- The web app produces a modified image and displays it for the users
So if you were hiring me to create an Instagram clone for you, I would probably create a breakdown of the data relationships like this:
|Has 2 permission roles (User and Admin)|
|A User can upload Photos|
|A User can manipulate Photos|
|A User can like or dislike Photos of other Users|
|A User can comment on Photos|
|Photos are uploaded by a User|
|A Photo can get a Filter applied to it by the User who owns the Photo|
|A Photo can get liked/disliked|
|A Photo can get a Comment|
|A Photo can be deleted/edited/updated|
|A Photo can be private or public|
|A Filter can be applied to Photos|
|A Filter can be created by an Admin|
|A Comment belongs to a Photo|
|A Comment can be created, edited and deleted by the User who own the Comment|
|A Comment can be deleted by the User who owns the Photo where the Comment is on|
I know you may not be able to think naturally like that at first whenever you look at web apps, but the more you use other web apps, and the more you think about them in all of these little pieces of data relationships, the easier it is for you to conceptualize and build your web app.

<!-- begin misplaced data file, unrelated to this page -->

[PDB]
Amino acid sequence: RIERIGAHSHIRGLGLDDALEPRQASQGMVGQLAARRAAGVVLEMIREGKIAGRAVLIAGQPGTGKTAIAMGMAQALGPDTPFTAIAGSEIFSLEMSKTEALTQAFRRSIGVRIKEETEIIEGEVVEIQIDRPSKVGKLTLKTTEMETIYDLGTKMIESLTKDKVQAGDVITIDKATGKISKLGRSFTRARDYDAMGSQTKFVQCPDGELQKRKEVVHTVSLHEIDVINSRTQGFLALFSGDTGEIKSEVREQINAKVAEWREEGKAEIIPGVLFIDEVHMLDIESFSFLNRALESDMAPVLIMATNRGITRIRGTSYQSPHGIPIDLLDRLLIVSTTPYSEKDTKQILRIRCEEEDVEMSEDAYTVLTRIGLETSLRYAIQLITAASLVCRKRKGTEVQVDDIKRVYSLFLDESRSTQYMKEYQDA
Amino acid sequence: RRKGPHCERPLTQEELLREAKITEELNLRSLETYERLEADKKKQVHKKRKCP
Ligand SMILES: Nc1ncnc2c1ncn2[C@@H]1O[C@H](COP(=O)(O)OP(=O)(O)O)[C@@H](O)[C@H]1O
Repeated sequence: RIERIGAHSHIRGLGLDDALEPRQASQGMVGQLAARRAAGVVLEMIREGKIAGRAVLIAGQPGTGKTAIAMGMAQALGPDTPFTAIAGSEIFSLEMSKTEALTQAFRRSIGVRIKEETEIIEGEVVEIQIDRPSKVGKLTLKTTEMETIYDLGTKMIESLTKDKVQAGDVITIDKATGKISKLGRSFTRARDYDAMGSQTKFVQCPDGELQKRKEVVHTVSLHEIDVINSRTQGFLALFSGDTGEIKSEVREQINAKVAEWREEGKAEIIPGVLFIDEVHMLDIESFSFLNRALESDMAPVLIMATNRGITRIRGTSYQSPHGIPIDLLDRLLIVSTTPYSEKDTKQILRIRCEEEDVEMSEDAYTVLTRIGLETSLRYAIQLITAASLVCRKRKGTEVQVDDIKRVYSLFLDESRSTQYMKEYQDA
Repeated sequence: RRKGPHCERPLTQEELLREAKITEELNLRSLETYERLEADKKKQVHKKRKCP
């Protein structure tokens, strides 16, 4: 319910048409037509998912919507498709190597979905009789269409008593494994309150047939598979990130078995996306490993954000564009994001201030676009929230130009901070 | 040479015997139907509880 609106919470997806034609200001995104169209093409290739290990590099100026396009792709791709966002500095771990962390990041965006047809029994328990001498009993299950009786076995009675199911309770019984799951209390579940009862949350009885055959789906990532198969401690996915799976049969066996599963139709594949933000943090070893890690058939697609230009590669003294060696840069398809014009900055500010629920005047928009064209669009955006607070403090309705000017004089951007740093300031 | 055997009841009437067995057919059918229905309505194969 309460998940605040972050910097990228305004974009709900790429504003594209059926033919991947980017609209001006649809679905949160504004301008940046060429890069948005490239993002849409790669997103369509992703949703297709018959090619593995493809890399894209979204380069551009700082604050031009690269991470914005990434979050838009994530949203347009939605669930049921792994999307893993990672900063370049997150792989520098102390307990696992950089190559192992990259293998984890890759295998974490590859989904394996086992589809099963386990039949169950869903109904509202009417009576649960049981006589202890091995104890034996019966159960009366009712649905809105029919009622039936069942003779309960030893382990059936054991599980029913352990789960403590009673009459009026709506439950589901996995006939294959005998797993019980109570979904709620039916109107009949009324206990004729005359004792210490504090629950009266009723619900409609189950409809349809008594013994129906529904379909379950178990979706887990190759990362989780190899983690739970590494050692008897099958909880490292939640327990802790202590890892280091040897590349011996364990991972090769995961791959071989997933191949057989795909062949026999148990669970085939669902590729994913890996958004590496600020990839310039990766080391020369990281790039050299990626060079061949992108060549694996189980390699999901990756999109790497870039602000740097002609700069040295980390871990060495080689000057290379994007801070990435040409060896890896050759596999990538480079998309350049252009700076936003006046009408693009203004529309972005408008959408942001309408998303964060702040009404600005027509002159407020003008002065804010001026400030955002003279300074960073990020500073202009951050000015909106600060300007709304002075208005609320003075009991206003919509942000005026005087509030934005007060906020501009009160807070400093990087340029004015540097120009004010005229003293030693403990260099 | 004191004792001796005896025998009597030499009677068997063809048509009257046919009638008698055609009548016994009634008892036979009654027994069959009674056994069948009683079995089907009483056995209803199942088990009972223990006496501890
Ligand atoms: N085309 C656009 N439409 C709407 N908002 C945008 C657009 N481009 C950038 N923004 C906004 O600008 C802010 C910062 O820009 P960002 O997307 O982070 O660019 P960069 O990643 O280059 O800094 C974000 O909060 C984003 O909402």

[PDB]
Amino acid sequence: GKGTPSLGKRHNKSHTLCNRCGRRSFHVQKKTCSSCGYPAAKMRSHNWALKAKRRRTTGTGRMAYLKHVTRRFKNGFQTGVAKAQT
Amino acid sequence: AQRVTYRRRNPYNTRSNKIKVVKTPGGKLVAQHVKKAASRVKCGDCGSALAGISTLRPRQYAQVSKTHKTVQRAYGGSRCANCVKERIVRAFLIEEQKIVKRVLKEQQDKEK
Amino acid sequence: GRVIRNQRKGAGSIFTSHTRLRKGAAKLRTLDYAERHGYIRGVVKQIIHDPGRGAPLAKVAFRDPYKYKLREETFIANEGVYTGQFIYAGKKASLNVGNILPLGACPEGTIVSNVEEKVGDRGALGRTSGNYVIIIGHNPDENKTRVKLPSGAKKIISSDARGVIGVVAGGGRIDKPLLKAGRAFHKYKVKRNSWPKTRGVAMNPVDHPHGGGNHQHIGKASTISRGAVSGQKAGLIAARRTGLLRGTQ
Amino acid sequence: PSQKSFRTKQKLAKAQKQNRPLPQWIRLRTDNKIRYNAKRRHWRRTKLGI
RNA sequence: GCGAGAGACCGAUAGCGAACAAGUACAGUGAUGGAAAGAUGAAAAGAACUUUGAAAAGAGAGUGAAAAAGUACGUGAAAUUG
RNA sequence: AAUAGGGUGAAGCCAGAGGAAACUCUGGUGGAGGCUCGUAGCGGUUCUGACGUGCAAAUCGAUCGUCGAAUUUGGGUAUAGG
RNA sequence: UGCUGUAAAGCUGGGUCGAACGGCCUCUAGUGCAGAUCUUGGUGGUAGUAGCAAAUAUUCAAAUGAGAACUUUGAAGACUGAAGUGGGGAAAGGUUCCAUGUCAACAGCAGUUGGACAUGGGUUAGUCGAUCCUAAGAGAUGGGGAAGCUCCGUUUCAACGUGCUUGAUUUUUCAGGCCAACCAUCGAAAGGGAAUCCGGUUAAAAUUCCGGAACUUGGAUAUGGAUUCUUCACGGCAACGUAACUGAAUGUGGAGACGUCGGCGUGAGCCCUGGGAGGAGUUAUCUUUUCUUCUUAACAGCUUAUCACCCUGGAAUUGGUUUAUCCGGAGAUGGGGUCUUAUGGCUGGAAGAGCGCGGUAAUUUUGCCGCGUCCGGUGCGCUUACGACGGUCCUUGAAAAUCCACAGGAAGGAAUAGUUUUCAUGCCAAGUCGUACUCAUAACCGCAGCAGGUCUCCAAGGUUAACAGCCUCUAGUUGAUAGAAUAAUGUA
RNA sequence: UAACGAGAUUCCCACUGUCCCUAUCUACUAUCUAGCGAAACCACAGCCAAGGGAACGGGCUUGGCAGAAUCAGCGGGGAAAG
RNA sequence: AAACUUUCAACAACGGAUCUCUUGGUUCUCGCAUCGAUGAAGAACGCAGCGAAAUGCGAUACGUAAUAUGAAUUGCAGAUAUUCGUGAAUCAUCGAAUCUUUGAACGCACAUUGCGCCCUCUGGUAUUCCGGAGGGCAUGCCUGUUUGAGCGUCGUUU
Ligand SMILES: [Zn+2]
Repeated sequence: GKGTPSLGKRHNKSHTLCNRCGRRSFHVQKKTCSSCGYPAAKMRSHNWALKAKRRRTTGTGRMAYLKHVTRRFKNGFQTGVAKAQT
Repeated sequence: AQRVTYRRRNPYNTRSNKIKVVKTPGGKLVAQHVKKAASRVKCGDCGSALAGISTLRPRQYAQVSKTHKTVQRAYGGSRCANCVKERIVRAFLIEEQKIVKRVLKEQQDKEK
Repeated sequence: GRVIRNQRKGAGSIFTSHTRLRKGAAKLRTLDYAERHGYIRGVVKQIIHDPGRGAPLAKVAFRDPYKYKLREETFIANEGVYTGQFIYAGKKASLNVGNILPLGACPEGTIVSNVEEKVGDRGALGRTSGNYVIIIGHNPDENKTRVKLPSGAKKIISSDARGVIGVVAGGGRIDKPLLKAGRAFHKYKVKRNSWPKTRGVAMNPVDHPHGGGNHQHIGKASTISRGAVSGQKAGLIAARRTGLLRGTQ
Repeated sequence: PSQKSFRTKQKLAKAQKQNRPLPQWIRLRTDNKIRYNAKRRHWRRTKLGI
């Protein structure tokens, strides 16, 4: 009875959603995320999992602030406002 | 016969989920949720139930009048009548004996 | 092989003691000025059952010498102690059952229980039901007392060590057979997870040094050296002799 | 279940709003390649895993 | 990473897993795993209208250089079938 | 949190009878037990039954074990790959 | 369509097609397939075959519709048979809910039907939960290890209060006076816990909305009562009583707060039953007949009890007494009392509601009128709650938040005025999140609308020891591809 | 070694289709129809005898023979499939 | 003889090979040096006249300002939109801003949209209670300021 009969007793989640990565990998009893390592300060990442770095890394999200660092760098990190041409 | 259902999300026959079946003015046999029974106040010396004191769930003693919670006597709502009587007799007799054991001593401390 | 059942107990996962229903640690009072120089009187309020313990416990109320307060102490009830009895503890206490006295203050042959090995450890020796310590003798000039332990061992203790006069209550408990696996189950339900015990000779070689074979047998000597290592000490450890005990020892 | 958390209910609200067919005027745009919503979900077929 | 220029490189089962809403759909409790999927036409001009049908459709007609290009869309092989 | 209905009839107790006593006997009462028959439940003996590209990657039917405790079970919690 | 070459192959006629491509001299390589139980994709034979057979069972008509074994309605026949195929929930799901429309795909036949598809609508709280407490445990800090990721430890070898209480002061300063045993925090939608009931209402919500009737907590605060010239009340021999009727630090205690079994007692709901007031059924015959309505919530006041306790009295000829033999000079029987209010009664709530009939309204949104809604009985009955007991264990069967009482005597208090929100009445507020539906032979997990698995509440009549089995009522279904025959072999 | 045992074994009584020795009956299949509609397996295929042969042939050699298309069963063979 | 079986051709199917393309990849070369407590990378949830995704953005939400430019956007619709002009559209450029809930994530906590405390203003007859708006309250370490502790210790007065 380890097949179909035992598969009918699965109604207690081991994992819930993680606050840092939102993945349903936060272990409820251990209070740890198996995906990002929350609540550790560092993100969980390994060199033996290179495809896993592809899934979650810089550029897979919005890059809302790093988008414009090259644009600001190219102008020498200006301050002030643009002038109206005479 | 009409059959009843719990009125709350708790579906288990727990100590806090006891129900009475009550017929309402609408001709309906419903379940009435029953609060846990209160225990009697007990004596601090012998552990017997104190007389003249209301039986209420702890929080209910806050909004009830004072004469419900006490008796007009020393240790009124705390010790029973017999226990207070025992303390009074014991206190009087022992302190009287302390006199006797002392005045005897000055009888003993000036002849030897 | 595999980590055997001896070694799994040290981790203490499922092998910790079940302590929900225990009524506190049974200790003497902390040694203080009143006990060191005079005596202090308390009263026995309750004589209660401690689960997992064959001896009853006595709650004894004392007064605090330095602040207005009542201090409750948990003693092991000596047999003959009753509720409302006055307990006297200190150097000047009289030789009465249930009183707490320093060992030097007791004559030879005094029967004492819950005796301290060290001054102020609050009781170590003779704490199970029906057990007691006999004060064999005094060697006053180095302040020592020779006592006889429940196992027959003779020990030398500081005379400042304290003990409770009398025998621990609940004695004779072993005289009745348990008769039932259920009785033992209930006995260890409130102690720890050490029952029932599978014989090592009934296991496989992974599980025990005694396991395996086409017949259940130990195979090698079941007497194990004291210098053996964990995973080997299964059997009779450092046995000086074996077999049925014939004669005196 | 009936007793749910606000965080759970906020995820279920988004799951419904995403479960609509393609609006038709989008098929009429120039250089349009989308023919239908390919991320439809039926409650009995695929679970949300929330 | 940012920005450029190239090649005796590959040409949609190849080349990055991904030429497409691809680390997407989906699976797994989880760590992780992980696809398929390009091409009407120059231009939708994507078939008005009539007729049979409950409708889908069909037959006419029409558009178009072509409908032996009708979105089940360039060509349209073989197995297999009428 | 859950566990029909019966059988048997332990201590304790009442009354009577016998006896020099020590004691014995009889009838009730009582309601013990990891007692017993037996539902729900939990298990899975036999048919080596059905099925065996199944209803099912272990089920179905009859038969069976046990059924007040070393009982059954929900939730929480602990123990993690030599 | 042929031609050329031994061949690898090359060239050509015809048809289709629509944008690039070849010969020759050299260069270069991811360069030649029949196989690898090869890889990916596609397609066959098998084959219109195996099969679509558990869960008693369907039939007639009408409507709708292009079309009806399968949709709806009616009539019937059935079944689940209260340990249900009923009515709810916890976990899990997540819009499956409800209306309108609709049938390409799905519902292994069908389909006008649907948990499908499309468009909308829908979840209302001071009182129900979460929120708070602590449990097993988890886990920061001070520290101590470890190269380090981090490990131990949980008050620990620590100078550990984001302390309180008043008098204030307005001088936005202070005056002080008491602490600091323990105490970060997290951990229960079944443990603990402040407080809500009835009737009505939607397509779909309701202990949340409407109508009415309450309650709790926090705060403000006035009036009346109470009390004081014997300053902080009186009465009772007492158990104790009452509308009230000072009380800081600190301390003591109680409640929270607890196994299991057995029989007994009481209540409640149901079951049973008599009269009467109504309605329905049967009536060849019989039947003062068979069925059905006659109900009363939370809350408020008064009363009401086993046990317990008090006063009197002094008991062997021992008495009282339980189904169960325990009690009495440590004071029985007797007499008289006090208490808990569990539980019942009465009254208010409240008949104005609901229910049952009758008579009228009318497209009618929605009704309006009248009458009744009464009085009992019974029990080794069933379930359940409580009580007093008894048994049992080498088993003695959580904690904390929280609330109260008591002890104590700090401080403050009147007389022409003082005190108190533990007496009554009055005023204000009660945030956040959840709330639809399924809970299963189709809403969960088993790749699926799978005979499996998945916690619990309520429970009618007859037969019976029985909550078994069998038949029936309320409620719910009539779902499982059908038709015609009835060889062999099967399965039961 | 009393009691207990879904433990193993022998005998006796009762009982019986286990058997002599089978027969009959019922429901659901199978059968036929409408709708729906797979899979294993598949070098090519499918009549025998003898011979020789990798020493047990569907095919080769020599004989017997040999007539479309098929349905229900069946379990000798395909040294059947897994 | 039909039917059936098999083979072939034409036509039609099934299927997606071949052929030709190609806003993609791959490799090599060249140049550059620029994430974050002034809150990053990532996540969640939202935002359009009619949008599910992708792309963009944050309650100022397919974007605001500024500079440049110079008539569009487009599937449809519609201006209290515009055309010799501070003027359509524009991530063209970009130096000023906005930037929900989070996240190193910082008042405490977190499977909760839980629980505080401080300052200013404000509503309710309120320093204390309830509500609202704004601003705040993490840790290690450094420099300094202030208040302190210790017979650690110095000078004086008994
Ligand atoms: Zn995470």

2. Keep Track of UIs and Websites That Inspire You
Do you have examples of web applications and websites that you like?
From as little as small, interactive components (like the way a button feels when it’s pressed or how a web app deals with an image uploading feature) to as big as the color scheme for the entire site and general design theme and sensibility, you should have some way of recording these inspirational examples.
Anything you have come across on the Web that you like, make a note of it.
Having this collection of web user interfaces and website designs that inspire you will help you as you begin developing your web app’s interface — you can look to your collection for ideas.
Also, familiarize yourself with common user interface design patterns to make sure that your UI components are the best solutions for a given task.
3. Keep the First Version as Simple as Possible
Building a minimum viable product (MVP) is a popular concept for online startups. A minimum viable product is something that has the most basic core features of a web app and nothing more.
Producing an MVP has many benefits, but the primary reason is to validate your web app idea as quickly and as cheaply as possible.